Special Procedures - Venous Thrombolysis

A Venous thrombolysis procedure is used to dissolve clots or blockages in the veins of the lower and sometimes upper extremities to assure adequate blood flow and to prevent long term malfunction of valves within the veins.

The procedure is usually only used where clotting is bad enough to cause chronic leg swelling. The Venous thrombolysis procedure involves inserting a catheter behind the knee cap, near the groin or elbow depending on the specific vessels requiring treatment. Various drugs are injected through the tube over a period of 24 to 72 hours, in an attempt to dissolve the clot. The size and age of the blood clot may impact its responsiveness to drugs.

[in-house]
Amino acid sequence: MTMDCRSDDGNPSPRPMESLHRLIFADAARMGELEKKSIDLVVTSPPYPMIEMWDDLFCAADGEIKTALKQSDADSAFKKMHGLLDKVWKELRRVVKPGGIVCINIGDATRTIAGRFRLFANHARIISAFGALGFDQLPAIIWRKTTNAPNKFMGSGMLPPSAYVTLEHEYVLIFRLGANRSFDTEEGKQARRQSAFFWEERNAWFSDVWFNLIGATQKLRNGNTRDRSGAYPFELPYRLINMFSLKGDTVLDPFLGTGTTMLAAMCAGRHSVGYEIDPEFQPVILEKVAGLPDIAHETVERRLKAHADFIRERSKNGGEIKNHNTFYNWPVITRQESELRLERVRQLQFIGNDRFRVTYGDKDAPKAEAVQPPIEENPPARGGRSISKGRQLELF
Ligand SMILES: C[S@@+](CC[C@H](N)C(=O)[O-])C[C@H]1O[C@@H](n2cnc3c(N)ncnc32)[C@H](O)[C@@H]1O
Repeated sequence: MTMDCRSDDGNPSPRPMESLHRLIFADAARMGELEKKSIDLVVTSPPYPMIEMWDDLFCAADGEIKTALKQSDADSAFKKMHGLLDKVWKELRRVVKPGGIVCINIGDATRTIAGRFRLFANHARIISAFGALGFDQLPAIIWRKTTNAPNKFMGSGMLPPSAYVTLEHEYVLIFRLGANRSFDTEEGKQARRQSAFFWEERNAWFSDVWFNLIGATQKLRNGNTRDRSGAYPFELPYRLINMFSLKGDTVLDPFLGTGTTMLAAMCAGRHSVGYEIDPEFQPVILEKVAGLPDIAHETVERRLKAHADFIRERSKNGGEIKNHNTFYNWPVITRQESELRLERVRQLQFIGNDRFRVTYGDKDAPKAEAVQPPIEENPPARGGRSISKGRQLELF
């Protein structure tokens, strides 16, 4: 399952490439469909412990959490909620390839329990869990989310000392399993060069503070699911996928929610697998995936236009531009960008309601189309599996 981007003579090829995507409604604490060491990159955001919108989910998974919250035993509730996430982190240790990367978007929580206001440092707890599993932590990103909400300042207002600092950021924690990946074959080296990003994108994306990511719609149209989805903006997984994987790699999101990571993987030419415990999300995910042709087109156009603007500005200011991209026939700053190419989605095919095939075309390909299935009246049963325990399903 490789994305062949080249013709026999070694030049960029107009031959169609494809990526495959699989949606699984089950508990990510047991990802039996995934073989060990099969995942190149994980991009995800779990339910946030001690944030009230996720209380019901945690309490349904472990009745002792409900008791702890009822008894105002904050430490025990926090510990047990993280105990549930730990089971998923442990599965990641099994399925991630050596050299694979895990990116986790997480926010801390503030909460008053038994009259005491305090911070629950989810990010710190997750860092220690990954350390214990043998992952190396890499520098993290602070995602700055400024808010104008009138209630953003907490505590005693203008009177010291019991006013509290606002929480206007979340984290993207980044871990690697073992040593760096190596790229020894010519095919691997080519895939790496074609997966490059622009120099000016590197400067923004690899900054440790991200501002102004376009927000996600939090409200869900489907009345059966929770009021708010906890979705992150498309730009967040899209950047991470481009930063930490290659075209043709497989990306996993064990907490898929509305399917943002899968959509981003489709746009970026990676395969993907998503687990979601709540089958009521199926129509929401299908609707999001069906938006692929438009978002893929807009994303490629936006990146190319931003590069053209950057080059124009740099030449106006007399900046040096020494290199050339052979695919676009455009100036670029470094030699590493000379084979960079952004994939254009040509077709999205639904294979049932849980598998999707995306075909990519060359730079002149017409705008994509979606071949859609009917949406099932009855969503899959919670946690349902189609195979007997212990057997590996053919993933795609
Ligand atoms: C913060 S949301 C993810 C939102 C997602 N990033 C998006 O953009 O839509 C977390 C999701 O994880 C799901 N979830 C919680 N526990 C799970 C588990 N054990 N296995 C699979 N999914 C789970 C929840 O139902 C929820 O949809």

The most common drug used in this procedure is TPA. With the catheter in place, the clot is frequently checked to evaluate its progress. Patients are generally placed in a recovery room setting where they can be closely monitored by the nurse after their procedure.